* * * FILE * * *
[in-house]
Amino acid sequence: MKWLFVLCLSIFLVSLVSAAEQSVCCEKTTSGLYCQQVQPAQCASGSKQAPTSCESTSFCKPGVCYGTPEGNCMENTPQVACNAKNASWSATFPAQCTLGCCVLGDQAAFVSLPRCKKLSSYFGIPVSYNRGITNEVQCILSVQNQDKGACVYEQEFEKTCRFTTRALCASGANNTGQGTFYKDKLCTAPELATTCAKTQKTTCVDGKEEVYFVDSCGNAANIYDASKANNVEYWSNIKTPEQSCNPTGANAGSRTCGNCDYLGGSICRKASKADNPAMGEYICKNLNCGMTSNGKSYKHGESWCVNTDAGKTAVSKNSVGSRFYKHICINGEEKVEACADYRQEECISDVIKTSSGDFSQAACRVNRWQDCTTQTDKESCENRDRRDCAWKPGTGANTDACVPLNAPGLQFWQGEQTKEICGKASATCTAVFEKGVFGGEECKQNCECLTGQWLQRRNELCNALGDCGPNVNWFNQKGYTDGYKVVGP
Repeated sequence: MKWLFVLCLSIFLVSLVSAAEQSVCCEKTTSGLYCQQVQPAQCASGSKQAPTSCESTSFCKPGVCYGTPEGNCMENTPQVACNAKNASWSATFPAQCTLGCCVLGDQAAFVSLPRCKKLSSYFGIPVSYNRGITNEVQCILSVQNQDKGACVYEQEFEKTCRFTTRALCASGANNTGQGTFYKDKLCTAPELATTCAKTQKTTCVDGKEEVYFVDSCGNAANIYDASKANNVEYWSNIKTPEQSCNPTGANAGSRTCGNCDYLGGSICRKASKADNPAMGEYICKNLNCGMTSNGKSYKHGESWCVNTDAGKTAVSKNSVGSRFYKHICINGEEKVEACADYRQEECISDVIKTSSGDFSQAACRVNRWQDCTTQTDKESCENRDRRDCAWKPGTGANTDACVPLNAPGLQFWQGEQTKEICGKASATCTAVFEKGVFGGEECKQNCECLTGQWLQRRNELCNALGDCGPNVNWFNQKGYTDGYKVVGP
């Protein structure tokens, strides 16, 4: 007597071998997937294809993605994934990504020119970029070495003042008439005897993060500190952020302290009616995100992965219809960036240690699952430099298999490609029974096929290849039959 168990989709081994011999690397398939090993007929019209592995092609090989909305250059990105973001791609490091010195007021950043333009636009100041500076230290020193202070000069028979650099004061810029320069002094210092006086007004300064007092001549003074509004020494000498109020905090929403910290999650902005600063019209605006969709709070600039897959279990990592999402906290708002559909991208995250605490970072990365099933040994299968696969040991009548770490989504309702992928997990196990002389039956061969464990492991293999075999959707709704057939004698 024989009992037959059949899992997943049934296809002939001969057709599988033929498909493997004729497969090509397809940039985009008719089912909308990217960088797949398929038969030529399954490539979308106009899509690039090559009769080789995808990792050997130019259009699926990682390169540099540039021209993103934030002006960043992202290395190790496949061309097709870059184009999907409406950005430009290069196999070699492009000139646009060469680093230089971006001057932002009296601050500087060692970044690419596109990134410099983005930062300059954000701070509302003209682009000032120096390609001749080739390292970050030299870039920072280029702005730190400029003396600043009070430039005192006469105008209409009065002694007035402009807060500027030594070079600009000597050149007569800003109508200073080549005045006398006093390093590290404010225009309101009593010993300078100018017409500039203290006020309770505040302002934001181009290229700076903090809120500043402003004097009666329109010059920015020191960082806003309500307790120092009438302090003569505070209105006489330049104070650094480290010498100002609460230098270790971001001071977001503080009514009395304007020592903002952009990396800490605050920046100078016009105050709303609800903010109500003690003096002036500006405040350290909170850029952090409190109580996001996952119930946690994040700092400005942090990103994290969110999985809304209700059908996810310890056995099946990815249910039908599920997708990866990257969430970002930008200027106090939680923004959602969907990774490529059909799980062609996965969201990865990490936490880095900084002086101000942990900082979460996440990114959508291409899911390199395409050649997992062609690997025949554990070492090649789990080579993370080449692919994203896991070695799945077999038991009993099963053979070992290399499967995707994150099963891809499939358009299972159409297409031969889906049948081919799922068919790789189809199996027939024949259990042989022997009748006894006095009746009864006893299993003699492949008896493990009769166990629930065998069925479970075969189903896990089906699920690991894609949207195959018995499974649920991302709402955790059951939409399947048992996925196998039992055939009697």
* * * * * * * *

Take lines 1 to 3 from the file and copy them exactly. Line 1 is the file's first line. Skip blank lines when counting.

[in-house]
Amino acid sequence: MKWLFVLCLSIFLVSLVSAAEQSVCCEKTTSGLYCQQVQPAQCASGSKQAPTSCESTSFCKPGVCYGTPEGNCMENTPQVACNAKNASWSATFPAQCTLGCCVLGDQAAFVSLPRCKKLSSYFGIPVSYNRGITNEVQCILSVQNQDKGACVYEQEFEKTCRFTTRALCASGANNTGQGTFYKDKLCTAPELATTCAKTQKTTCVDGKEEVYFVDSCGNAANIYDASKANNVEYWSNIKTPEQSCNPTGANAGSRTCGNCDYLGGSICRKASKADNPAMGEYICKNLNCGMTSNGKSYKHGESWCVNTDAGKTAVSKNSVGSRFYKHICINGEEKVEACADYRQEECISDVIKTSSGDFSQAACRVNRWQDCTTQTDKESCENRDRRDCAWKPGTGANTDACVPLNAPGLQFWQGEQTKEICGKASATCTAVFEKGVFGGEECKQNCECLTGQWLQRRNELCNALGDCGPNVNWFNQKGYTDGYKVVGP
Repeated sequence: MKWLFVLCLSIFLVSLVSAAEQSVCCEKTTSGLYCQQVQPAQCASGSKQAPTSCESTSFCKPGVCYGTPEGNCMENTPQVACNAKNASWSATFPAQCTLGCCVLGDQAAFVSLPRCKKLSSYFGIPVSYNRGITNEVQCILSVQNQDKGACVYEQEFEKTCRFTTRALCASGANNTGQGTFYKDKLCTAPELATTCAKTQKTTCVDGKEEVYFVDSCGNAANIYDASKANNVEYWSNIKTPEQSCNPTGANAGSRTCGNCDYLGGSICRKASKADNPAMGEYICKNLNCGMTSNGKSYKHGESWCVNTDAGKTAVSKNSVGSRFYKHICINGEEKVEACADYRQEECISDVIKTSSGDFSQAACRVNRWQDCTTQTDKESCENRDRRDCAWKPGTGANTDACVPLNAPGLQFWQGEQTKEICGKASATCTAVFEKGVFGGEECKQNCECLTGQWLQRRNELCNALGDCGPNVNWFNQKGYTDGYKVVGP